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A Quantitative Theory of the Gender Gap in Wages

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  • Andrés Erosa
  • Luisa Fuster
  • Diego Restuccia

Abstract

Using panel data from the National Longitudinal Survey of Youth (NLSY), we document that gender differences in wages almost double during the first 20 years of labor market experience and that there are substantial gender differences in employment and hours of work during the life cycle. A large portion of gender differences in labor market attachment can be traced to the impact of children on the labor supply of women. We develop a quantitative life-cycle model of fertility, labor supply, and human capital accumulation decisions. We use this model to assess the role of fertility on gender differences in labor supply and wages over the life cycle. In our model, fertility lowers the lifetime intensity of market activity, reducing the incentives for human capital accumulation and wage growth over the life cycle of females relative to males. We calibrate the model to panel data of men and to fertility and child related labor market histories of women. We find that fertility accounts for most of the gender differences in labor supply and wages during the life cycle documented in the NLSY data.

Suggested Citation

  • Andrés Erosa & Luisa Fuster & Diego Restuccia, 2005. "A Quantitative Theory of the Gender Gap in Wages," Working Papers tecipa-199, University of Toronto, Department of Economics.
  • Handle: RePEc:tor:tecipa:tecipa-199
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    Cited by:

    1. Thomas Baudin & David de la Croix & Paula E. Gobbi, 2015. "Fertility and Childlessness in the United States," American Economic Review, American Economic Association, vol. 105(6), pages 1852-1882, June.
    2. Andres Erosa & Luisa Fuster & Diego Restuccia, 2010. "A General Equilibrium Analysis of Parental Leave Policies," Review of Economic Dynamics, Elsevier for the Society for Economic Dynamics, vol. 13(4), pages 742-758, October.
    3. Jeremy Greenwood & Nezih Guner, 2009. "Marriage and Divorce since World War II: Analyzing the Role of Technological Progress on the Formation of Households," NBER Chapters,in: NBER Macroeconomics Annual 2008, Volume 23, pages 231-276 National Bureau of Economic Research, Inc.
    4. Christian Siegel, 2012. "Female Employment and Fertility - The Effects of Rising Female Wages," CEP Discussion Papers dp1156, Centre for Economic Performance, LSE.
    5. Cociuba, Simona E. & Ueberfeldt, Alexander, 2015. "Heterogeneity and long-run changes in aggregate hours and the labor wedge," Journal of Economic Dynamics and Control, Elsevier, vol. 52(C), pages 75-95.
    6. Tiago Cavalcanti & José Tavares, 2016. "The Output Cost of Gender Discrimination: A Model‐based Macroeconomics Estimate," Economic Journal, Royal Economic Society, vol. 126(590), pages 109-134, February.
    7. Joanna Tyrowicz & Magdalena Smyk & Lucas van der Velde, 2018. "A cautionary note on the reliability of the online survey data – the case of Wage Indicator," IAAEU Discussion Papers 201805, Institute of Labour Law and Industrial Relations in the European Union (IAAEU).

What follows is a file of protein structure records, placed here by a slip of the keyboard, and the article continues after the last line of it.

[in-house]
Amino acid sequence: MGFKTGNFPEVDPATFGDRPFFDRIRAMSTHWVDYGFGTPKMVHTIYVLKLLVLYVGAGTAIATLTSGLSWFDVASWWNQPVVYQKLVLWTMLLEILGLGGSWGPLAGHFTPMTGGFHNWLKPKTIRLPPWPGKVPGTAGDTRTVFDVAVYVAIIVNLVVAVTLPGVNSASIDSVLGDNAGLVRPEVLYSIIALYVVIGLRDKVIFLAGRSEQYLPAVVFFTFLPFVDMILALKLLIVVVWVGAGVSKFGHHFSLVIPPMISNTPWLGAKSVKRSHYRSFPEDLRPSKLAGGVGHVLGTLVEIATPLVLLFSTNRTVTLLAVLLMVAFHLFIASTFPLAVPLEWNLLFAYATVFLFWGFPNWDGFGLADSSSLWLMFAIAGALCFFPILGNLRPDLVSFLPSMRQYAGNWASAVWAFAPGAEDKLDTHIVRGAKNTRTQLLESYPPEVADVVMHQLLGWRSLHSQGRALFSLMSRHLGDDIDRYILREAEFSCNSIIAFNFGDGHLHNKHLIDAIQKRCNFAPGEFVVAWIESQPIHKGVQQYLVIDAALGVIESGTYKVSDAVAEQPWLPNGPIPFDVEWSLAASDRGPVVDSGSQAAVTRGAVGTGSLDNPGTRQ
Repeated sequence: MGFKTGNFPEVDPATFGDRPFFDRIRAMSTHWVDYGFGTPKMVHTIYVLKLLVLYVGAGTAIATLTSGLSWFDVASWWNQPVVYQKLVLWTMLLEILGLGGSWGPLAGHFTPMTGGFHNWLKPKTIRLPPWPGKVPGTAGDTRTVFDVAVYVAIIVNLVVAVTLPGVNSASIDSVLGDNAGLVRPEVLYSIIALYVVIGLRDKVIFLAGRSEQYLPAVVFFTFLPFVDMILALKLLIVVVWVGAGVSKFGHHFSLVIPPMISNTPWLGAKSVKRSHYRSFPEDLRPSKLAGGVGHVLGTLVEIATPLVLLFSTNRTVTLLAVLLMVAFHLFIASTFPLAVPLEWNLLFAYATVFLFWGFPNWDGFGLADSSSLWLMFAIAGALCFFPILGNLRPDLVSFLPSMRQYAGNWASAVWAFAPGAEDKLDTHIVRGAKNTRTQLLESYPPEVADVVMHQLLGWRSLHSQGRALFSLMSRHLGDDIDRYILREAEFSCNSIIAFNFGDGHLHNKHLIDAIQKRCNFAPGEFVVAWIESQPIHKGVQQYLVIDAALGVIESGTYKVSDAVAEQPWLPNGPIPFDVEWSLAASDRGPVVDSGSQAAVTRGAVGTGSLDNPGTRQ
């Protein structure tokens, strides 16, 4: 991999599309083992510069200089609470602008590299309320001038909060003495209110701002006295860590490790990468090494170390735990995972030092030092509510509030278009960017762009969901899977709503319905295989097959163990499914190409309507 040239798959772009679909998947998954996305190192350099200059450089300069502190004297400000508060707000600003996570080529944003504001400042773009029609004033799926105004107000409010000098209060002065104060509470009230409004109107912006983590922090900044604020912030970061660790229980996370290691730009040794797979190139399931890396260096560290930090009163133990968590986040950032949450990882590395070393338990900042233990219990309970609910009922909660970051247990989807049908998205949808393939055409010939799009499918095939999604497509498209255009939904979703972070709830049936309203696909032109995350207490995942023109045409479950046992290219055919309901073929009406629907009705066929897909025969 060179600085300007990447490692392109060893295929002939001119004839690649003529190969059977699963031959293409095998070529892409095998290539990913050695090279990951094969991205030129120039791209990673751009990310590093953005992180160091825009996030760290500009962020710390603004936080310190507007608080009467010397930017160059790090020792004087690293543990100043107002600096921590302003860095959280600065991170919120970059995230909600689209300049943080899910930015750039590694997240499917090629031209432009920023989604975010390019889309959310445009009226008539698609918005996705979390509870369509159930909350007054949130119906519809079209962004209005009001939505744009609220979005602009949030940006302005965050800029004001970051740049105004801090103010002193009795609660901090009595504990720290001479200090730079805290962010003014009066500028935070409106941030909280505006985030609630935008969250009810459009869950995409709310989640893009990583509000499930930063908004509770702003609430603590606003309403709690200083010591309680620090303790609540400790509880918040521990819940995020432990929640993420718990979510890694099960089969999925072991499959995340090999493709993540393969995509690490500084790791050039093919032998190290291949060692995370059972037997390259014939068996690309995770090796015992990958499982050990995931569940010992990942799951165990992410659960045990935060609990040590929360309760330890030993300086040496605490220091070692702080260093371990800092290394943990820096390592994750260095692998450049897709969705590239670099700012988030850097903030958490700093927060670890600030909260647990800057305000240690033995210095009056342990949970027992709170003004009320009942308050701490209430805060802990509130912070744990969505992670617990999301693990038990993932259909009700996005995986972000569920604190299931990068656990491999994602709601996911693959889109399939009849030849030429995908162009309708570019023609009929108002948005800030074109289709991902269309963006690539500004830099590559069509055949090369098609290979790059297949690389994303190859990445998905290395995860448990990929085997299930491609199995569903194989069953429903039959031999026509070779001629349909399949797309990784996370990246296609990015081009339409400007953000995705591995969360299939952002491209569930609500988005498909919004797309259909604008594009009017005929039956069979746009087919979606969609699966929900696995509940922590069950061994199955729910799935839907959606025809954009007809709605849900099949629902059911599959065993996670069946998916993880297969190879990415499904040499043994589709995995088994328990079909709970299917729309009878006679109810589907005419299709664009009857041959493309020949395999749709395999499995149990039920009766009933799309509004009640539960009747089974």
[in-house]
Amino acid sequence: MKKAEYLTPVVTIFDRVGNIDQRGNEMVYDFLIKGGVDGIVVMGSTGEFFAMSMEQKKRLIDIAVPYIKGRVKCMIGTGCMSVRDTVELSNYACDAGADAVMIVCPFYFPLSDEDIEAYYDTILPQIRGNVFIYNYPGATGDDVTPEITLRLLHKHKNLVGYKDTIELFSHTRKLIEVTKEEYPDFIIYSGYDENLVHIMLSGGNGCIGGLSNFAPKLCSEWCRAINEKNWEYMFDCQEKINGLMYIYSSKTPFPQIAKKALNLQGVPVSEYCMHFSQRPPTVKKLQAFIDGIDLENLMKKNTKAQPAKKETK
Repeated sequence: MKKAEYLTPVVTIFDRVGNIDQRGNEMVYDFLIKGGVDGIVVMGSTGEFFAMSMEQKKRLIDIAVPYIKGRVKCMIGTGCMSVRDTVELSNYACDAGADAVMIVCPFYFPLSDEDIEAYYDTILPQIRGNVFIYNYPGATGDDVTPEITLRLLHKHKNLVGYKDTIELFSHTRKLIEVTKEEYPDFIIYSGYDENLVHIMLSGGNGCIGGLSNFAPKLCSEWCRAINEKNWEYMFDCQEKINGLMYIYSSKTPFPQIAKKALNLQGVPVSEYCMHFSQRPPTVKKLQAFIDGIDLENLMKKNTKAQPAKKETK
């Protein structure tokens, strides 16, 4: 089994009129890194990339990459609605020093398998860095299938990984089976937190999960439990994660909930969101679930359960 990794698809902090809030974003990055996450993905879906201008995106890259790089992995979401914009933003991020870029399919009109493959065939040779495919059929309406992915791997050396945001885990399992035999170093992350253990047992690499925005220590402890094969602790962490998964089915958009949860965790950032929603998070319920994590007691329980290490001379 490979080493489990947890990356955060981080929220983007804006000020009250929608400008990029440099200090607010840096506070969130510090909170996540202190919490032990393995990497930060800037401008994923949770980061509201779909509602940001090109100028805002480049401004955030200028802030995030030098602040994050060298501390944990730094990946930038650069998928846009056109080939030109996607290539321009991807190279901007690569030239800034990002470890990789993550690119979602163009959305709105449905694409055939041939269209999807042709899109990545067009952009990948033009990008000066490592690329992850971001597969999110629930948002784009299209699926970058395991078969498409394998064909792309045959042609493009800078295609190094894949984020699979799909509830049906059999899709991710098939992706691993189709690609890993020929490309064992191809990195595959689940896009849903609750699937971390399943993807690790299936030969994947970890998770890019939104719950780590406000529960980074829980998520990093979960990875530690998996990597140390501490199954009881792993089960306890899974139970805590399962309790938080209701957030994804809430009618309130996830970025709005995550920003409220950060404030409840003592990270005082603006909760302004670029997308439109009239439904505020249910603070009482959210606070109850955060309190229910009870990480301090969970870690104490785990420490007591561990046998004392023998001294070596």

8. Fernando Borraz & Cecilia Robano, 2010. "Brecha Salarial en Uruguay," Revista de Analisis Economico – Economic Analysis Review, Ilades-Georgetown University, Universidad Alberto Hurtado/School of Economics and Bussines, vol. 25(1), pages 49-77, June.
    9. Krzysztof Makarski & Joanna Tyrowicz & Magda Malec, 2018. "Evaluating welfare and economic effects of raised fertility," GRAPE Working Papers 25, GRAPE Group for Research in Applied Economics.
    10. Rainald Borck, 2011. "Adieu Rabenmutter - The Effect of Culture on Fertility, Female Labour Supply, the Gender Wage Gap and Childcare," CESifo Working Paper Series 3337, CESifo Group Munich.
    11. Julie L. Hotchkiss & John C. Robertson, 2006. "Asymmetric labor force participation decisions over the business cycle: evidence from U.S. microdata," FRB Atlanta Working Paper 2006-08, Federal Reserve Bank of Atlanta.
    12. Laun, Tobias & Wallenius, Johanna, 2017. "Having It All? Employment, Earnings and Children," Working Paper Series 2017:6, Uppsala University, Department of Economics.
    13. Sara Rica & Juan Dolado & Cecilia Garcia Peñalosa, 2012. "GINI DP 24: On gender gaps and self-fulfilling expectations: An alternative approach based on paid-for-training," GINI Discussion Papers 24, AIAS, Amsterdam Institute for Advanced Labour Studies.
    14. Alexander Ueberfeldt, 2009. "Who's afraid of population aging?," 2009 Meeting Papers 778, Society for Economic Dynamics.

    More about this item

    Keywords

    Gender wage gap; employment; experience; fertility; human capital;

    JEL classification:

    • J2 - Labor and Demographic Economics - - Demand and Supply of Labor
    • J3 - Labor and Demographic Economics - - Wages, Compensation, and Labor Costs

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